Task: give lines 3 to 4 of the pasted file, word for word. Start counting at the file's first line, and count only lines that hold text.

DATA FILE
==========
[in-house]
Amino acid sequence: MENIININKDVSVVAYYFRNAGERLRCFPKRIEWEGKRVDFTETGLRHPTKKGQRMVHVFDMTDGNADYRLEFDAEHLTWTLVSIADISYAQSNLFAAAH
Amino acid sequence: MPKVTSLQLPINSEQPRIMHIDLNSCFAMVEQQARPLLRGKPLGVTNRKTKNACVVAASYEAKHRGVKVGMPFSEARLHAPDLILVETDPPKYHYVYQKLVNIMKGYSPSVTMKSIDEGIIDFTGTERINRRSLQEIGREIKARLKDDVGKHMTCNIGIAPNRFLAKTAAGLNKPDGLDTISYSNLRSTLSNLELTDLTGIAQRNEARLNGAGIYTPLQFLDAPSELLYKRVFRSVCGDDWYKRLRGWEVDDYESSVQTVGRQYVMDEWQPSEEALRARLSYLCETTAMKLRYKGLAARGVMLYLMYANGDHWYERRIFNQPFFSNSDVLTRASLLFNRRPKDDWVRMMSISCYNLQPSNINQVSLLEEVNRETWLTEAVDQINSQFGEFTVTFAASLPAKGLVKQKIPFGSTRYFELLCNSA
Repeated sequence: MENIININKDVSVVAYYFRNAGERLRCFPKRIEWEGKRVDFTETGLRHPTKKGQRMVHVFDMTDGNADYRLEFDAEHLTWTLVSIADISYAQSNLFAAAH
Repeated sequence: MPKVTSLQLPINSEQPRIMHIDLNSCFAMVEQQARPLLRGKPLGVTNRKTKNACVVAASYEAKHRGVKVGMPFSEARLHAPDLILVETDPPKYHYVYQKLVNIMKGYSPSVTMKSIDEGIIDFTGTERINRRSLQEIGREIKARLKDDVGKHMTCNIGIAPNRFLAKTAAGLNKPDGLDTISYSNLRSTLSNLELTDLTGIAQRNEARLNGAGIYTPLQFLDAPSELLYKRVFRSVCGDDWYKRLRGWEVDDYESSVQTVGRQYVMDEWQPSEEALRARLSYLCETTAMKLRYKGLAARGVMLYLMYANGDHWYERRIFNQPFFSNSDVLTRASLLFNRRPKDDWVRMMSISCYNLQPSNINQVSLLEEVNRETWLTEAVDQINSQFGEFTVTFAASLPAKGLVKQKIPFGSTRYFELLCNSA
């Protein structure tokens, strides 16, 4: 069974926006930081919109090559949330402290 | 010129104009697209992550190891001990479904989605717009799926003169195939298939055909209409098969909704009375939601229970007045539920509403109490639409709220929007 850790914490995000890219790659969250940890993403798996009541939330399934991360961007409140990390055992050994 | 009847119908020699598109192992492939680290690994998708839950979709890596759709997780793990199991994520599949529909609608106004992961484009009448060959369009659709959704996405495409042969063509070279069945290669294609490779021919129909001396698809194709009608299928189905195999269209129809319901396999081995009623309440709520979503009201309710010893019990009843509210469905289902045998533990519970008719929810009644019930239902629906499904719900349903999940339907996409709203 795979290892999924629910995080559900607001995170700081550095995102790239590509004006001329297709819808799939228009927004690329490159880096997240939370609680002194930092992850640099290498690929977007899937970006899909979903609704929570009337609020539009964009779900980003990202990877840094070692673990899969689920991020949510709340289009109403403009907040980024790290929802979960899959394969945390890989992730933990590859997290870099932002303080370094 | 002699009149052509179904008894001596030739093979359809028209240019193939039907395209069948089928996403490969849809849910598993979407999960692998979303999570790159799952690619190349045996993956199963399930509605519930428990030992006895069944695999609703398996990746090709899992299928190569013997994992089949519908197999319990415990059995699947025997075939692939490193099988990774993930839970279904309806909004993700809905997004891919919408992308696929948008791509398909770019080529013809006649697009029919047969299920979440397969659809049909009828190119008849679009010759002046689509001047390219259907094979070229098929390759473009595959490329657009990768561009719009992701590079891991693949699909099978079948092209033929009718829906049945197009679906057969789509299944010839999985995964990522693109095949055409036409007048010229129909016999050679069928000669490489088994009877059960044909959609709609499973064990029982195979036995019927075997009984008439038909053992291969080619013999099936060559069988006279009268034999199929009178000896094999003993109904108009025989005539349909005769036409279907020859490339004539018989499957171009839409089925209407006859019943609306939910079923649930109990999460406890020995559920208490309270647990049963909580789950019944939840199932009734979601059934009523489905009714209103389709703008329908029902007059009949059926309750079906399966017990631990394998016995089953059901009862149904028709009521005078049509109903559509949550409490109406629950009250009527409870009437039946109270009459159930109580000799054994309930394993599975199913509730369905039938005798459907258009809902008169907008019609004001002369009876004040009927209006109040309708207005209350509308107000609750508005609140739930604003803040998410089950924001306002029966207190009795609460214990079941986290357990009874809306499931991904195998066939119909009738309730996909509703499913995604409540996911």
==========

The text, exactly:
Amino acid sequence: MPKVTSLQLPINSEQPRIMHIDLNSCFAMVEQQARPLLRGKPLGVTNRKTKNACVVAASYEAKHRGVKVGMPFSEARLHAPDLILVETDPPKYHYVYQKLVNIMKGYSPSVTMKSIDEGIIDFTGTERINRRSLQEIGREIKARLKDDVGKHMTCNIGIAPNRFLAKTAAGLNKPDGLDTISYSNLRSTLSNLELTDLTGIAQRNEARLNGAGIYTPLQFLDAPSELLYKRVFRSVCGDDWYKRLRGWEVDDYESSVQTVGRQYVMDEWQPSEEALRARLSYLCETTAMKLRYKGLAARGVMLYLMYANGDHWYERRIFNQPFFSNSDVLTRASLLFNRRPKDDWVRMMSISCYNLQPSNINQVSLLEEVNRETWLTEAVDQINSQFGEFTVTFAASLPAKGLVKQKIPFGSTRYFELLCNSA
Repeated sequence: MENIININKDVSVVAYYFRNAGERLRCFPKRIEWEGKRVDFTETGLRHPTKKGQRMVHVFDMTDGNADYRLEFDAEHLTWTLVSIADISYAQSNLFAAAH